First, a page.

Reporter repression as a function of lac operator spacing for constructs studied here (transcription start site within downstream O2). Data format is as in Figure 2 but limited to operator spacings >59 bp where repression is loop dependent. Excluded ...

Effects of E. coli HU protein loss on minimal lac repression looping

Previous experiments have shown that lac repression looping is strongly disabled in E. coli strains lacking the sequence-non-specific architectural DNA bending protein HU (23–26). The minimum loop size examined in previous experiments was 65 bp, with O2 downstream of the UV5 promoter transcription start point. New data were collected in the ΔHU genetic background for the present constructs with operator spacings >59 bp. The results are shown in Figure 5, showing comparison with fits to the thermodynamic looping model from the earlier work (23), and parameters are reported in Table 1. Repression data in the absence of HU again show looping to be strongly disabled: repression for dephased operators in the absence of IPTG (peaks in E′ data) is poor, comparable with repression in the presence of IPTG inducer. For ideally phased operators, repression is ~5-fold poorer than in the wild-type strain. Comparison of these fits in Table 1 shows that max, the normalized equilibrium constant for formation of the optimum loop from a state with singly bound lac repressor, is reduced from 62 (wild-type) to 14 (ΔHU), while the apparent DNA twist constant increases >10%. Interestingly, the present constructs (transcription start site within O2) appear more disabled with respect to overcoming DNA twist energy than the original constructs with transcription starting upstream of O2 (black lines, Figure 5, bottom panel). The apparent DNA twist constant is >60% larger for the ΔHU mutation in the context of constructs with transcription initiation within O2. As previously observed (23), there is little evidence of residual repression looping for the ΔHU strain in the presence of IPTG inducer. Reporter expression in the presence of IPTG increases slightly for shorter operator spacings (Figure 5).

Summary and implications

The present results indicate that DNA segments as short as approximately six helical turns can participate in effective repression loops with lac repressor protein in vivo. In contrast to what might be expected for DNA loops based on the WLC model, the repression pattern does not suggest increased resistance to bending or twisting with shorter loops. As previously observed (23), the amplitudes and extrema of E′ oscillations with or without inducer are approximately constant over this range (Figure 4), even in the absence of the architectural nucleoid protein HU (Figure 5). This suggests that DNA twist inflexibility is the predominant obstacle to looping in vivo. Only for very weak looping in the presence of IPTG inducer and the absence of HU protein (Figure 5) is there any evidence for decreased repression with shorter loop lengths. Deletion of HU reduces the apparent looping equilibrium constant by almost 2-fold, while increasing the apparent DNA torsion constant by only 9%. These results again point to the involvement of nucleoid proteins in facilitating DNA repression looping (23–25).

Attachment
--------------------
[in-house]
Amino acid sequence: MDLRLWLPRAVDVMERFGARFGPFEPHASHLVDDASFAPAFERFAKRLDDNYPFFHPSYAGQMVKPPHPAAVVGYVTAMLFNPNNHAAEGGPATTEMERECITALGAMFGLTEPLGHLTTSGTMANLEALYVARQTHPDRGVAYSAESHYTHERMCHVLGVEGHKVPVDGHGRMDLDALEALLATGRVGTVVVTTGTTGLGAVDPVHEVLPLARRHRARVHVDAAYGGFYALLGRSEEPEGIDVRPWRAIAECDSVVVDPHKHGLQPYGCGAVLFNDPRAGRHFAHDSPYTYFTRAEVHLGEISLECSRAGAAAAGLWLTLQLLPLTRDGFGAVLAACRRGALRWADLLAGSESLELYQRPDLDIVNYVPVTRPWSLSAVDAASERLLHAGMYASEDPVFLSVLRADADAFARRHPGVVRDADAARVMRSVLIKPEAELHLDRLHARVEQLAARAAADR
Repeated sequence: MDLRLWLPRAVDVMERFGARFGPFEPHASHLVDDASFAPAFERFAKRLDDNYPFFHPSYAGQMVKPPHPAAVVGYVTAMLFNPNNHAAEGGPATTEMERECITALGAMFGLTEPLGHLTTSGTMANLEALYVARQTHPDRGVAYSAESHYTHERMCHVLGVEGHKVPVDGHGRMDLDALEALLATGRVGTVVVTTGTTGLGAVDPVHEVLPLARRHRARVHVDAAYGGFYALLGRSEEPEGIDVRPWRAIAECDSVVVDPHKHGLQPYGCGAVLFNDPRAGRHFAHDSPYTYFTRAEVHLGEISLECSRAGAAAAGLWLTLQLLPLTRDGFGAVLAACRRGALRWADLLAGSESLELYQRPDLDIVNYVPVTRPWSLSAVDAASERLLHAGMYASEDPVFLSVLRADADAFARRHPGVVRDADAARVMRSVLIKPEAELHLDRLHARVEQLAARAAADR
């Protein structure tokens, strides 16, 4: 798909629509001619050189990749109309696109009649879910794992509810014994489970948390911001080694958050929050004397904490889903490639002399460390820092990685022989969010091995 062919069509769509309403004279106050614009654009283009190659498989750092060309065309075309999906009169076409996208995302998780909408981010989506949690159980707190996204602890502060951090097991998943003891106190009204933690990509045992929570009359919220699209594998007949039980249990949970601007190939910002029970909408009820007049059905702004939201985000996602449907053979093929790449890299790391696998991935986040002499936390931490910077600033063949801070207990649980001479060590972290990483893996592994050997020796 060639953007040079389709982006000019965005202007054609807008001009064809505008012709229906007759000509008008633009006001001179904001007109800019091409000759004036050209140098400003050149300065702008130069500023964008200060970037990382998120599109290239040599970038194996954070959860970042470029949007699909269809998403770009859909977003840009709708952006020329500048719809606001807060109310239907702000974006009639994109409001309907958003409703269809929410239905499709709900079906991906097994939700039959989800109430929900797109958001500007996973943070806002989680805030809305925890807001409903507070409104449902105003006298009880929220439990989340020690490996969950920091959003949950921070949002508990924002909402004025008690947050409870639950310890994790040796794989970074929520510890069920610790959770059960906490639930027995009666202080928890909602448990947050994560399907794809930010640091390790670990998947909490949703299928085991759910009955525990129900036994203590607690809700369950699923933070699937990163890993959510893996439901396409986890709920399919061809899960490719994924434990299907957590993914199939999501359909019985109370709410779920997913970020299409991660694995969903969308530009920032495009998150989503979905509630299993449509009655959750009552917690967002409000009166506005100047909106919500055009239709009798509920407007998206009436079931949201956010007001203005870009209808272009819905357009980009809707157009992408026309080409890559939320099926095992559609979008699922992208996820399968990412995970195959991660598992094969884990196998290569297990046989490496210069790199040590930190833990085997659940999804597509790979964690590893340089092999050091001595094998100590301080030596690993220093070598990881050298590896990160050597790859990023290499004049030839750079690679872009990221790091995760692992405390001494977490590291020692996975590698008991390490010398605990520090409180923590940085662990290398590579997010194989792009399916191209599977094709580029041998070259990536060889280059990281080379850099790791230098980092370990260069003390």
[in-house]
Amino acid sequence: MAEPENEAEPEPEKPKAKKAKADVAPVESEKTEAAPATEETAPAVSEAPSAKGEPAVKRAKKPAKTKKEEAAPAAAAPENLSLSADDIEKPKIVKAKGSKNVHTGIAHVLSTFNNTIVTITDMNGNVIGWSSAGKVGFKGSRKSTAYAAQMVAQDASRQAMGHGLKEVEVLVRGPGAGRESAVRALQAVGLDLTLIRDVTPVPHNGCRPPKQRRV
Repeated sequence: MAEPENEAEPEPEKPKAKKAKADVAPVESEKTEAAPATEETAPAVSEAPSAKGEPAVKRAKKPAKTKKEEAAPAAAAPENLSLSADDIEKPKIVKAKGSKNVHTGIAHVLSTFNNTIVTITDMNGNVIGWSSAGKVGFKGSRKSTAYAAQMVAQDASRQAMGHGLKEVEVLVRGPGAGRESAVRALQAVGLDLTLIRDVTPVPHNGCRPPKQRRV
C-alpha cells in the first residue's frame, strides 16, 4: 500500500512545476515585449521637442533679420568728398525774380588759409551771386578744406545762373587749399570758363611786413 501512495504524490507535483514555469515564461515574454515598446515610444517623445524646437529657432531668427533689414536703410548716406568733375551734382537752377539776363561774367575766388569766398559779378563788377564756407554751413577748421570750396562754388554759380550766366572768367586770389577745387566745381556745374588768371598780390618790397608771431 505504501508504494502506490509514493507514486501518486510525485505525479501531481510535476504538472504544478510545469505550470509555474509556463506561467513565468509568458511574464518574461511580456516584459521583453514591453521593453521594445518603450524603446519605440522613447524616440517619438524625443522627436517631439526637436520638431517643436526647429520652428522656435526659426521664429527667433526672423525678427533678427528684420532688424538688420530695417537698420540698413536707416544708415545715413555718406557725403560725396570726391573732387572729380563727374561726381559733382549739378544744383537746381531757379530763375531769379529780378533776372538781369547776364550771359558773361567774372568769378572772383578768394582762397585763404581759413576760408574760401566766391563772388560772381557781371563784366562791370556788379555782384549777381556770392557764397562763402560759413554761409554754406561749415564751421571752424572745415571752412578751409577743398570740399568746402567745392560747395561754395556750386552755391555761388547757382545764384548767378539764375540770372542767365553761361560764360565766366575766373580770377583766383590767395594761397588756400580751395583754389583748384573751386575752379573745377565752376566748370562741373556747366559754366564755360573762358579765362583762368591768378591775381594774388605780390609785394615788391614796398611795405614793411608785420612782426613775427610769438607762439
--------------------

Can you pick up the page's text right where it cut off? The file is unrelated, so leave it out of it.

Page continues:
These data do not reveal whether RNA polymerase is excluded from the repressed promoter held within a small loop. RNA polymerase may be sterically occluded from the promoter by crowding between two lac operators occupied by the repressor tetramer. It is also possible that the curvature of the constrained promoter, per se, inhibits RNA polymerase binding and initiation (57,58).

One goal of this work was to reconfigure the experimental promoter and downstream operator to allow the smallest possible spacings between operators while retaining an internal promoter. We show (Figure 2) that the results are potentially misleading without proper controls. Careful analysis of the repression when Osym crowds the promoter −35 element shows loop-independent repression, and ‘increased’ expression suggests that repressor/polymerase interactions may be favorable at the closest spacings. Over the range of operator spacings where repression can be shown to be loop dependent (center-to-center spacings >59 bp), fits to the thermodynamic model show the effective DNA helical repeat to be near 11 bp/turn. The apparent DNA twist constant (~0.9 × 10−19 erg cm) is 2- to 4-fold lower than observed for naked DNA in vitro. This discrepancy may reflect effects of repressor flexibility and nucleoid proteins, although deletion of HU does not substantially change the fitted value of the apparent twist constant.